News Article

Aspen Aerogels And World's Best Insulation Flounders In IPO
Date: Jun 16, 2014
Author: Michael Kanellos
Source: Forbes ( click here to go to the source)

Featured firm in this article: Aspen Aerogels Inc of Northborough, MA

Aspen Aerogels, which makes what arguably is the world's best insulation, has flopped in a hot market.

The company, which produces a super insulating material that leverages the unique properties of air, offered 7.5 million shares for $11 per share this week, below the anticipated $14 to $16 per share price. It is at $10.63.

What went wrong? On paper, it is an interesting company. Aerogels are essentially blankets of air pockets. Air doesn't transmit heat well, so a thin sheet can insulate like several feet of other types of insulation. (Aspen once sent me a square of aerogels about a centimeter thick. I put it directly on the flame of a gas burning stove and put my hand on the other side for about five minutes. The kitchen smelled like an industrial site, but I didn't feel a thing.)

Most of its revenue also comes from brown, not green, energy companies. Aspen believes 24 off the top 25 oil refiners use their materials and so do 19 of the top 20 petrochemical makers. Annual global spending on offshore drilling activities is projected to increase from $97 billion in 2012 to $170 billion in 2019: aerogels are used to wrap pipelines to ensure that oil keeps flowing, according to Aspen's S-1.

Aerogel! (Photo credit: ImNotQuiteJack)

Unfortunately, Aspen is still losing money, likely one of the reasons the IPO was also pulled in 2011. Revenue has grown at an annual clip of 37% to hit $86 million in 2013, but cumulatively it has lost $333 million. (There's more in the S-1 here.)

Second, it is a manufacturing company. Eight to ten years ago, a hardware-based cleantech company could soar in an IPO. First Solar FSLR -2.27% had a better one-year performance in stock gains following the IPO (in terms of percentage gain) than Google. Now, investors prefer cleantech startups like Opower that focus on software. Tesla Motors TSLA +0.96% and SolarCity SCTY +0.86% revolve around hardware, but, as former VC Matthew Trevithick has pointed out, both serve consumers. So does Nest, he adds. Hardware companies that focus on selling to other businesses seemed destined to a harsh, low-margin existence.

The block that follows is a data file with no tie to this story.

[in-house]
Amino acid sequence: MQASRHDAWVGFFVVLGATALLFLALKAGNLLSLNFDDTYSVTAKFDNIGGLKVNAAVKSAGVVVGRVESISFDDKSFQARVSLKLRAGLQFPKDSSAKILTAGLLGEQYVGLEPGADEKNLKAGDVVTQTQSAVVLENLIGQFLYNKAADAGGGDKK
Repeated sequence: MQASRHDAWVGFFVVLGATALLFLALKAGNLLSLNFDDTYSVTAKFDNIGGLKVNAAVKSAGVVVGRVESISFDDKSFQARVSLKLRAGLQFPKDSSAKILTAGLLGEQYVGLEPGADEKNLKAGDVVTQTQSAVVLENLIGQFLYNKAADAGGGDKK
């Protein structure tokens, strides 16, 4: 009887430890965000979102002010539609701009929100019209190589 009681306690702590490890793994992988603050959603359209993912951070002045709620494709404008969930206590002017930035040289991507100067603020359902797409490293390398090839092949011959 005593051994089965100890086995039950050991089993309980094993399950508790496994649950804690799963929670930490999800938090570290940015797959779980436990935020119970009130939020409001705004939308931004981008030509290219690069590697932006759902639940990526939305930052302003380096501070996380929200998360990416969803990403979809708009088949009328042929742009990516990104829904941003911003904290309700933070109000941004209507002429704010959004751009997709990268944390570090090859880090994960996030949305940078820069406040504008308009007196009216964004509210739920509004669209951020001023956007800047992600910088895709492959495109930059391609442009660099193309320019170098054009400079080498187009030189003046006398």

Finally, it is a building material. While the building market accounts for 13% of Aspen's revenue, it is a difficult market. Building materials take inordinate amounts of time to perfect, contractors are consistently skittish about switching to something new, and advanced materials add costs. It can take years to build a channel. A whole host of building companies emerged between 2005 and 2008, just in time for the largest downdraft in construction in decades. Many banked on carbon regulations to help build their markets.

While new building regulations are finally creating a foundation for these kinds of technologies, it remains far easier and more direct to install LED lights or an advanced building management system. New windows, insulation or anything that requires major retrofits are going to be the last on the list.